By: Lisa Rand
In June, the Internet becomes full of beautiful rainbow-filled book displays acknowledging Pride month and the fight for equality for LGBTQ individuals. It has me reflecting on what steps I take to support LGBTQ patrons throughout the year, and wondering what more I should be doing to help combat discrimination.
As a library worker in youth services, I am especially concerned with access and privacy for LGBTQ youth. Living in a small, conservative, rural-suburban community adds additional challenges. A 2019 report from the think tank Movement Advancement Project (MAP) highlights some of the challenges faced by LGBTQ youth in rural communities. The report affirms what a casual news reader knows to be true: public opinion in rural areas is generally less supportive of LGBTQ people. As library workers, wherever our institutions are located, we must strive to uphold equal access for all people. Some library workers might not feel that awareness of LGBTQ patrons is a priority because of identity invisibility. In conservative communities, to be out is not always safe.
I worry for teen patrons who might live in families that will reject them if their LGBTQ identity is discovered, and for youth who are questioning their identity and who do not have the support to handle the mental stress this can cause. The numbers of youth in this predicament might be small, but their lives and their mental health nonetheless are invaluable. For a young person who does not feel safe at home for any reason, when they enter the library I intend for them to feel safe.
What does this mean in terms of library services? In my experience, a positive difference can be made through staff behavior, attention to collection development, and programming that builds relationships with youth.
A foundation for a safe and welcoming library for anybody is staff that treats people equally, with an attitude of kindness and genuine welcome. There must be a commitment to respecting the privacy and protecting the intellectual freedom of all patrons, including youth. Youth need a space where they feel accepted, and the library can be that space.
Collection development is a key component to meeting the intellectual freedom needs of LGBTQ patrons. When possible, I order teen books in all genres that depict the diverse experiences of LGBTQ characters. On non-fiction shelves, health information and biographies of LGBTQ individuals have been important additions. In my library, anyone under 18 needs a parent/guardian signature to obtain a library card, with the reasoning that the adult will be responsible for materials and fines. In some cases, this means that teens browse LGBTQ materials when they are in the library, but do not check them out due to privacy concerns. When it comes to youth LGBTQ materials, I think circulation numbers do not at all reflect the need and usage.
In a rural area without public transportation, public library access for teens can be limited. We are fortunate that our local high school has a highly-skilled librarian to advocate for our youth. Many schools are not as lucky. Research demonstrates that censorship of materials increases in the absence of skilled school library staff. If our teens do not have access to LGBTQ materials in school libraries, our role in public libraries becomes even more crucial. Supporting our school library colleagues and advocating for improved transportation options can be pieces of advocating for library access.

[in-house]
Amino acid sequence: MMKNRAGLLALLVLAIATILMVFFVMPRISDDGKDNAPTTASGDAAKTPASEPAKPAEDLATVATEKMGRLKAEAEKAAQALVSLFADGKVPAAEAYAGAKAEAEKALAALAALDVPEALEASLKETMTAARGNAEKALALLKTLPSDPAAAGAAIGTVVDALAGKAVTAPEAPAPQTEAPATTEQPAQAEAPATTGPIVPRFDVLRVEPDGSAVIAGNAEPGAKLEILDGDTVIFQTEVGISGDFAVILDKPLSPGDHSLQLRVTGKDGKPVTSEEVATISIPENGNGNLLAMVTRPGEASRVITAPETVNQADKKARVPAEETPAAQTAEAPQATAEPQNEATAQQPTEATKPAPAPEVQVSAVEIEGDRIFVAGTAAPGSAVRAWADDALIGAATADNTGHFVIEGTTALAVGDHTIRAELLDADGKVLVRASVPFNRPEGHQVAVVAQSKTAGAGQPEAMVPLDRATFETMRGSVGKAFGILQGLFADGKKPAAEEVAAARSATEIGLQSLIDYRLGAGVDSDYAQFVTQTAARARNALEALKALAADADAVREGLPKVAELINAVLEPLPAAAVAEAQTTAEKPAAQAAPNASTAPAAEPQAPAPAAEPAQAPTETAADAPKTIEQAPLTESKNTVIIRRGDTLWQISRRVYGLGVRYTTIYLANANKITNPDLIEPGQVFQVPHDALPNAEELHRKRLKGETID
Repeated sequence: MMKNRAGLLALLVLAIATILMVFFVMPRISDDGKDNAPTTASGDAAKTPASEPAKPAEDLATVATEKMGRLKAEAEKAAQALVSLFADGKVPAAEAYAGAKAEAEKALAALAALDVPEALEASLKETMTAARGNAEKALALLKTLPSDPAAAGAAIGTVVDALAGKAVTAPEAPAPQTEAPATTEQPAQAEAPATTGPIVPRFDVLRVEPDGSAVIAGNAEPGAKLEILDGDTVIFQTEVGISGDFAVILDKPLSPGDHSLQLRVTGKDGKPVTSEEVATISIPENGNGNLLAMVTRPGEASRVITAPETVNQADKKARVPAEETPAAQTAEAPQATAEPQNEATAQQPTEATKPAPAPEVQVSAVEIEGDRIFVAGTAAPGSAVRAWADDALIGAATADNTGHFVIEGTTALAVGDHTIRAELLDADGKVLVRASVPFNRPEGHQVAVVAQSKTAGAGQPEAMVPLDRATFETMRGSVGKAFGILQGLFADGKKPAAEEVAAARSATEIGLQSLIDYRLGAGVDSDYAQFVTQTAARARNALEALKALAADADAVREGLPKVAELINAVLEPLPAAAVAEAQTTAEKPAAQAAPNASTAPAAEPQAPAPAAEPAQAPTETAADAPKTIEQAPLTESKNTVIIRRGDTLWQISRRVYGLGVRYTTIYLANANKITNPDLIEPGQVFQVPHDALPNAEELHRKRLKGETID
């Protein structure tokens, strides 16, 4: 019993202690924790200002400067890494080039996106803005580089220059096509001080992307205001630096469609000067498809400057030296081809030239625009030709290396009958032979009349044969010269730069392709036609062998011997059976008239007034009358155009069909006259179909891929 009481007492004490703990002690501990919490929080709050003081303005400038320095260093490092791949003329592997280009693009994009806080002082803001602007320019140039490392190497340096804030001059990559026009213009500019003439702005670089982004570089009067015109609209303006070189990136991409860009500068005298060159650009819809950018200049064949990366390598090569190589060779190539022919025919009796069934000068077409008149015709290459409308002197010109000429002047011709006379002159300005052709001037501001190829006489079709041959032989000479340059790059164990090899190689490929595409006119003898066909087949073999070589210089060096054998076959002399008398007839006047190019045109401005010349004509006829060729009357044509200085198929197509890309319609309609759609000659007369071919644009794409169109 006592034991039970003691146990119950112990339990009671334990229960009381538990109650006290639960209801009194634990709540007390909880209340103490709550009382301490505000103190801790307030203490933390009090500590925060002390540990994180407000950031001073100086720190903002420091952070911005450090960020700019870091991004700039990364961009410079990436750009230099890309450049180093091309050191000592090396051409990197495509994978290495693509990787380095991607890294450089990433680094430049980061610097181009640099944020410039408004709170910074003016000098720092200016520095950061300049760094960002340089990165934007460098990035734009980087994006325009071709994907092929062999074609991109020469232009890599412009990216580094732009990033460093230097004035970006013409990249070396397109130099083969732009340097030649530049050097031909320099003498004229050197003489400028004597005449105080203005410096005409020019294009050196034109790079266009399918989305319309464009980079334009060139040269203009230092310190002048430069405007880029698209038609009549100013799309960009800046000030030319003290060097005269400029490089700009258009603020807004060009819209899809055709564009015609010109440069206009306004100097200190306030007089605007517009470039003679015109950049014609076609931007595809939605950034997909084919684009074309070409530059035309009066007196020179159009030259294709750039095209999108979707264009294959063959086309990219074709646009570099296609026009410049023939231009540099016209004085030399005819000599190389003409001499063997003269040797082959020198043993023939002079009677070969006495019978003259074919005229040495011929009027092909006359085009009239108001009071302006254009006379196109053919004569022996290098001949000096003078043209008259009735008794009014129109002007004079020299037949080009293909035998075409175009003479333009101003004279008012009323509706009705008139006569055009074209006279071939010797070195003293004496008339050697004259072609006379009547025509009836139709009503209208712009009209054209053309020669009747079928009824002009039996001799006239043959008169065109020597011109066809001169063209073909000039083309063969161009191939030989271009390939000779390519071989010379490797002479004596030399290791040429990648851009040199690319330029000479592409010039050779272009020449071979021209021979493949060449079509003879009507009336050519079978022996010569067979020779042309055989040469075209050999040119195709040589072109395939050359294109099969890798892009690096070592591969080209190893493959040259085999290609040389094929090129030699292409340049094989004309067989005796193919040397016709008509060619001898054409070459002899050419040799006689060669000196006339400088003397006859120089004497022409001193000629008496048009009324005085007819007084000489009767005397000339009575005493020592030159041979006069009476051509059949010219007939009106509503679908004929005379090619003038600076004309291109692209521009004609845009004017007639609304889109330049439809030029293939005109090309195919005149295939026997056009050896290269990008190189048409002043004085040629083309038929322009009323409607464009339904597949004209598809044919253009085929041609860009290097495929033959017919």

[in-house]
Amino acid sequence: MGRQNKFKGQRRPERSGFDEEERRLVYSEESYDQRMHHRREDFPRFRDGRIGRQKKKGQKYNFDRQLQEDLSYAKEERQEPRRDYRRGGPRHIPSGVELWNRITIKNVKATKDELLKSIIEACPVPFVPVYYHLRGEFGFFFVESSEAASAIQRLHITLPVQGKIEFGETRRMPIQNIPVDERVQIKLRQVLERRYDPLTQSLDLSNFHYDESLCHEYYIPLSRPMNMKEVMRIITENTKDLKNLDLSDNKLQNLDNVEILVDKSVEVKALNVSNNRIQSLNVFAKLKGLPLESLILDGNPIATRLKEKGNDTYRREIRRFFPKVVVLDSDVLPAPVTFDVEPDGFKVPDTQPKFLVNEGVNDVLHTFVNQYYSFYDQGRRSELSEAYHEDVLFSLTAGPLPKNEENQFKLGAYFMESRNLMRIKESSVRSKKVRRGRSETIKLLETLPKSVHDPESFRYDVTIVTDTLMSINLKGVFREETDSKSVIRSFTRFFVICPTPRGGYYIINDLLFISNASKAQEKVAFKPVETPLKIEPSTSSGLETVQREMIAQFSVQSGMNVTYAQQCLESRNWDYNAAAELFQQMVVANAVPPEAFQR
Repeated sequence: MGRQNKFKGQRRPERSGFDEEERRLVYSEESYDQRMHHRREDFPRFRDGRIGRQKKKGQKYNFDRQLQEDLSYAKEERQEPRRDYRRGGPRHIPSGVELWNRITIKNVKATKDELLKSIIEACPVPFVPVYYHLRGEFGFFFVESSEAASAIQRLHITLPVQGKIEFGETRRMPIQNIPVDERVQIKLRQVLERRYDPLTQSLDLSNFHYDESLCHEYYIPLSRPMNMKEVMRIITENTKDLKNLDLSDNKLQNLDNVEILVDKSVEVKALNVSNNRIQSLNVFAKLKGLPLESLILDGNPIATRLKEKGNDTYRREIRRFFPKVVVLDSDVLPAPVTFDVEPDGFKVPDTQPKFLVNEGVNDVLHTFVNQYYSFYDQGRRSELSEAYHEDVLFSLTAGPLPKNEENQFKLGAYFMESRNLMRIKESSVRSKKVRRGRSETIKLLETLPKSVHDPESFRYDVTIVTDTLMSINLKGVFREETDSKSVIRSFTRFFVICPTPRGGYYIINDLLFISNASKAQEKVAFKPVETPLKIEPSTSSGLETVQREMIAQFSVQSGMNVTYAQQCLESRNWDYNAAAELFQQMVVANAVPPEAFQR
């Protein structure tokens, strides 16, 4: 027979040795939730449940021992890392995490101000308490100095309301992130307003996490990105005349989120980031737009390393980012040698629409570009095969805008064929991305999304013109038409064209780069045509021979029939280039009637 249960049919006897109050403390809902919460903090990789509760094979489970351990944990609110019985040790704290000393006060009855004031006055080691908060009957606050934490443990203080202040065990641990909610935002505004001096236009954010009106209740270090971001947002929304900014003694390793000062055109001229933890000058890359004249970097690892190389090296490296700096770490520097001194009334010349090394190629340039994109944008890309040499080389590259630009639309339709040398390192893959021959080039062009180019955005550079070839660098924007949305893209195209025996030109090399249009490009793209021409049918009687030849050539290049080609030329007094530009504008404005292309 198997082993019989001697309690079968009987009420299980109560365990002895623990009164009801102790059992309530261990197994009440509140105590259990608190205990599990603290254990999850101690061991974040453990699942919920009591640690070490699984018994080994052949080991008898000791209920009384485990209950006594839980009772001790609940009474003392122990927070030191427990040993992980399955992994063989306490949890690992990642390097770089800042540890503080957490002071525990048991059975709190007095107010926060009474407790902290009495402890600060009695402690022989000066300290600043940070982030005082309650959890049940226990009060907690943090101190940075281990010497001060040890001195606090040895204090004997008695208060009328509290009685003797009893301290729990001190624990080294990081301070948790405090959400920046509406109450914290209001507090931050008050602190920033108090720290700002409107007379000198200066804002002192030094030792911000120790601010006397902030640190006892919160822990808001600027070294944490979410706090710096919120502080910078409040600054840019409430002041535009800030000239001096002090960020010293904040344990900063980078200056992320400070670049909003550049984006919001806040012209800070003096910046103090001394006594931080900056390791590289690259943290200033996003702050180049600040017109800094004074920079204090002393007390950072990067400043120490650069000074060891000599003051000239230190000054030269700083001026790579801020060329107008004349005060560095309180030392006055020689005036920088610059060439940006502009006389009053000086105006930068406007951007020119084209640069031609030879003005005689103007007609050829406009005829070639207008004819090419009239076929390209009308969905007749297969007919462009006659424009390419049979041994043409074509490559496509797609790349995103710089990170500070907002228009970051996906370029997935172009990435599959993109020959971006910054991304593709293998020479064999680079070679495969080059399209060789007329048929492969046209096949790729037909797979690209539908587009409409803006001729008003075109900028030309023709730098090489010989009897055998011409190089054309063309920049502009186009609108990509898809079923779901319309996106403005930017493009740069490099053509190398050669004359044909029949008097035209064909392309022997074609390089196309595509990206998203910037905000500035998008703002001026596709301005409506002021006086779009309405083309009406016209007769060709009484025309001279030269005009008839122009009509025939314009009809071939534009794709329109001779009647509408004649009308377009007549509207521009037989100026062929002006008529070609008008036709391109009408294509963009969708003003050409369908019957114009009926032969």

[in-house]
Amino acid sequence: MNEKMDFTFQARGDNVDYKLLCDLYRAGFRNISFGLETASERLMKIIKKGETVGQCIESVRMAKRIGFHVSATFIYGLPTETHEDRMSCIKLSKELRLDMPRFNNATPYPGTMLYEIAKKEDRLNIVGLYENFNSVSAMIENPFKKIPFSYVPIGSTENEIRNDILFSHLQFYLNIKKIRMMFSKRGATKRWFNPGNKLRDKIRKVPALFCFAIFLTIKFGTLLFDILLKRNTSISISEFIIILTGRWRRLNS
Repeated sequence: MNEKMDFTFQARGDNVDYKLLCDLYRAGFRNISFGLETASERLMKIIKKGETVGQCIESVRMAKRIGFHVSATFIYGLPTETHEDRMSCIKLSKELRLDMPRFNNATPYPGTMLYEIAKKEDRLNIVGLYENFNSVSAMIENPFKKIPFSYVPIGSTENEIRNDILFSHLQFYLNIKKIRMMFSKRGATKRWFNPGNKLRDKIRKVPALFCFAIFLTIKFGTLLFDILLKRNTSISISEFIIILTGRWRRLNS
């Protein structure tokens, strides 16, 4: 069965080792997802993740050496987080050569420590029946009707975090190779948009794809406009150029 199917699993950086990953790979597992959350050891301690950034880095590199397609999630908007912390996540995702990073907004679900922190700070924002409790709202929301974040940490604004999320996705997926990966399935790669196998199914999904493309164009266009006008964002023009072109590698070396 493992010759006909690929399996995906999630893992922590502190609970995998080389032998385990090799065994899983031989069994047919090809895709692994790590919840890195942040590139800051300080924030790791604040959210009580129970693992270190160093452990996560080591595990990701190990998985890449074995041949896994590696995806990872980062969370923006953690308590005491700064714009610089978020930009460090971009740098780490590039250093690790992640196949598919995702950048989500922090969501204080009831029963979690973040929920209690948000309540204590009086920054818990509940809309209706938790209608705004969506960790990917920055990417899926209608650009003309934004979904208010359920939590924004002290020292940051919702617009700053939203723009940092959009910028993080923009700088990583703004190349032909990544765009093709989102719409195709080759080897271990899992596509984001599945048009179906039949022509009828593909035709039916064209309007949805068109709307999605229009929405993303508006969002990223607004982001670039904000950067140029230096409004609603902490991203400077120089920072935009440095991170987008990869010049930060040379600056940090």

Diverse collections mean our displays also can reflect diversity. When I surveyed my local library colleagues, a few respondents indicated a positive response to Pride displays in their libraries. Some teens are happy to see the library recognize Pride month and grateful for representation. In my own library, I have to admit mixed response to Pride displays. I had a display of books featuring LGBTQ parents, and after the first day I discovered my display had been removed, with the books reshelved. Based on past experience, I can guess that a patron did not want their child browsing the books and so hid them. It also is possible the books were read, left on a table, and reshelved by a volunteer who did not know they were on display. On the other hand, when I remade the display the books were checked out by patrons who were happy to find the titles. For teen books, I strive to have books with LGBTQ representation integrated into all types of displays.
While one piece of a safe space for LGBTQ youth is the possibility of anonymity, another piece is developing positive relationships. I try my best to cultivate a welcoming space where teens can be themselves. During library activities we observe a behavior code that requires respect for one another and courteous language. Someone can disagree with another person, but not in a way that is rude, unkind, or contributes to an unsafe environment. The goal is to create a space together where everyone can feel safe and comfortable to be themselves.
After spending time with teens over multiple social programs, some have shared their personal life in our conversations. This has shown me that they know I am a safe ally who will do my best to respect their privacy. While there is no one formula to follow, the GLBT Round Table of the American Library Association has many resources on their website, including the Open to All toolkit of practical advice and suggestions.
What is your library doing to support intellectual freedom for LGBTQ youth? What are your success stories?
Lisa M. Rand is a youth services librarian in southeastern Pennsylvania. She exercises her commitment to equity and access for everyone by serving on the Intellectual Freedom Committee of the Pennsylvania Library Association. Lisa has studied at Simmons University and Kent State University. Whenever possible she travels, visiting libraries and walking in the footsteps of favorite fictional characters. Find her on Twitter @lisa_m_rand.